The prospects for housing are good, but affordability is a growing concern

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With soaring home prices and rising mortgage rates, the housing industry has now reached a “tipping point,” and for many Americans, the challenges associated with expensive homes are unlikely to end anytime soon.

That’s according to a new report, The State of the Nation’s Housing in 2022, released Wednesday by the Harvard Joint Center for Housing Studies. The report addresses the economic factors shaping the current landscape for home buying and renting.

And while there is some positive news — rising prices are a boon for existing homeowners, rising interest rates will cool the market — the general consensus is that affordability remains a serious problem in the US, even if housing itself looks bright.

what exactly is going on

In short, both house prices and rents have skyrocketed in 2021. The report states that house price inflation actually hit an all-time high of 20.6 in March 2022, surpassing the previous all-time high set last August. The report goes on to note that “the rise has been widespread, with 67 of the top 100 housing markets experiencing record high rates of appreciation at some point in the past year.” Finally, the report called the recent trend in house prices “unprecedented”.

Rents also rose, rising 12 percent year-over-year across the country in the first quarter of 2022.

Photo credit: Harvard

According to the report, all of this is happening thanks to “serious supply shortages.”

Curiously, the report notes that while home prices have increased over the past year, “historically low interest rates” have offset those increases, meaning “home buying remained relatively affordable in 2020-2021.”

But thanks to rapidly rising interest rates and mortgage rates, that is now changing.

Who suffers the most?

The report explains that the rise in interest rates between December and mid-April (and they have continued to rise since) is equivalent to “a 27 percent rise in house prices” for buyers.

The result is that first-time home buyers are currently the hardest hit.

“At today’s prices, the down payment a first-time buyer would need to pay for a home at the median price – typically 7.0 percent of the sale price – was $27,400 as of April 2022,” the report reads. “Without help from family or other sources, that requirement alone would exclude 92 percent of renters, whose average savings are only $1,500.”

Alternatively, rising prices have been “a boon to current homeowners,” many of whom have managed to tap into some of their real estate wealth thanks to low interest rates.

The bottom line is that this situation has widened the wealth gap between homeowners and renters.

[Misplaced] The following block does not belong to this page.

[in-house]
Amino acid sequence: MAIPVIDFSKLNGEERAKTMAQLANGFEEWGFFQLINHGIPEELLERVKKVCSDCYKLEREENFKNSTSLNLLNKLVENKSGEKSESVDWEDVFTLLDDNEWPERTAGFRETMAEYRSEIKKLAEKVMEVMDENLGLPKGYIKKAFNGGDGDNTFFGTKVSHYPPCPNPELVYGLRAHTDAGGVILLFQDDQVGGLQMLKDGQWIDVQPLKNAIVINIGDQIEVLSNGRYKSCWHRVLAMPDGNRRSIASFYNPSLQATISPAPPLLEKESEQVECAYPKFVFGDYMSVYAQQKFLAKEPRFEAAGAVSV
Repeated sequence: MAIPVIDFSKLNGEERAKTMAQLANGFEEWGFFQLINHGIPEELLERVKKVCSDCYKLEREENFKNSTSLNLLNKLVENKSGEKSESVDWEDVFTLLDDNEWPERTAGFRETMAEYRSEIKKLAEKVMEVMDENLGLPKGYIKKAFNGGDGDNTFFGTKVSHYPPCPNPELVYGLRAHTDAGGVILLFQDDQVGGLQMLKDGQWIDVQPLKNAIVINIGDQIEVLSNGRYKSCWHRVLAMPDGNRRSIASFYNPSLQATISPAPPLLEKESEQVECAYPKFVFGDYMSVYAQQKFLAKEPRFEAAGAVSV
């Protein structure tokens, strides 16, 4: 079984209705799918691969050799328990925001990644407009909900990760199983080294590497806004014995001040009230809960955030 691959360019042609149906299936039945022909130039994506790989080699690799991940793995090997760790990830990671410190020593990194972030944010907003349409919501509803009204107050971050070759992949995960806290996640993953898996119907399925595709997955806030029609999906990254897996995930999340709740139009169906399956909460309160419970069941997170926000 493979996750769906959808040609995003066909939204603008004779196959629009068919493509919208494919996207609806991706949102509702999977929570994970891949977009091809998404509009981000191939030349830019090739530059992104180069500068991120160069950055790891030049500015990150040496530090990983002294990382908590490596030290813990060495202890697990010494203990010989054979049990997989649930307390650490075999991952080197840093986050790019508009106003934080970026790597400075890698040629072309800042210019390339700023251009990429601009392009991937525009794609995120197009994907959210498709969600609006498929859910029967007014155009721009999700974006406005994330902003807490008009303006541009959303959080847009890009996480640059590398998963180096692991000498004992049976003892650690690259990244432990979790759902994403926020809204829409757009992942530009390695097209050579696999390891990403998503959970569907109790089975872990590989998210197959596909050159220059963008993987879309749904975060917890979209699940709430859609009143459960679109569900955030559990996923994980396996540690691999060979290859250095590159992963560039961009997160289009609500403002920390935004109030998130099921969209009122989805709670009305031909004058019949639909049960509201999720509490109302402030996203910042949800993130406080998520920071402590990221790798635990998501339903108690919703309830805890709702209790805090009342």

Why can’t the new building solve the problem?

The report notes that there is a “strong pipeline” of new construction that should ultimately “help slow house price and rent increases.” In fact, new construction hit a 30-year high in 2021.

For several reasons, new construction alone will not necessarily make the residential landscape more manageable or affordable in the short term. First, most new homes are being added at the higher end of the market, the report notes. It’s a fairly common phenomenon, and new homes eventually become more affordable homes as they age, but it still means new builds won’t solve the problem immediately.

Second, there is an ongoing labor shortage that has been exacerbated by the pandemic.

Finally, local land use regulations make it difficult to construct new, densely built housing. Some places, like California and Massachusetts, have chosen to force local communities to accept higher-density housing, the report notes. So far, however, “only a minority of states have taken steps to override local land-use regulations that limit the size, location, density and affordability of new housing.”

The report concludes that reforms to enable higher density housing are “essential”.

What about inflation?

The biggest economic story of 2022 was inflation, which is now at its highest level in four decades. The Fed’s attempts to curb this inflation are the reason interest rates and mortgage rates have risen.

According to the report, inflation has “increased the pressure” on cash-strapped households, making it harder to afford housing and driving up the cost of materials to build a home.

What does the future hold?

Finally, while affordability remains a major challenge for US housing, the report concludes that assuming the Fed can control inflation, “the near-term outlook for housing demand is broadly positive.” Challenges will continue and it will take time for new construction to catch up with demand, but the report ultimately shows the housing industry is not headed for disaster.

“Demographic changes are favourable, unemployment is low and wage growth remains strong,” says the report. “Supply-side conditions are also encouraging as supply chain delays ease and a record number of homes are expected to be completed in the coming months.”

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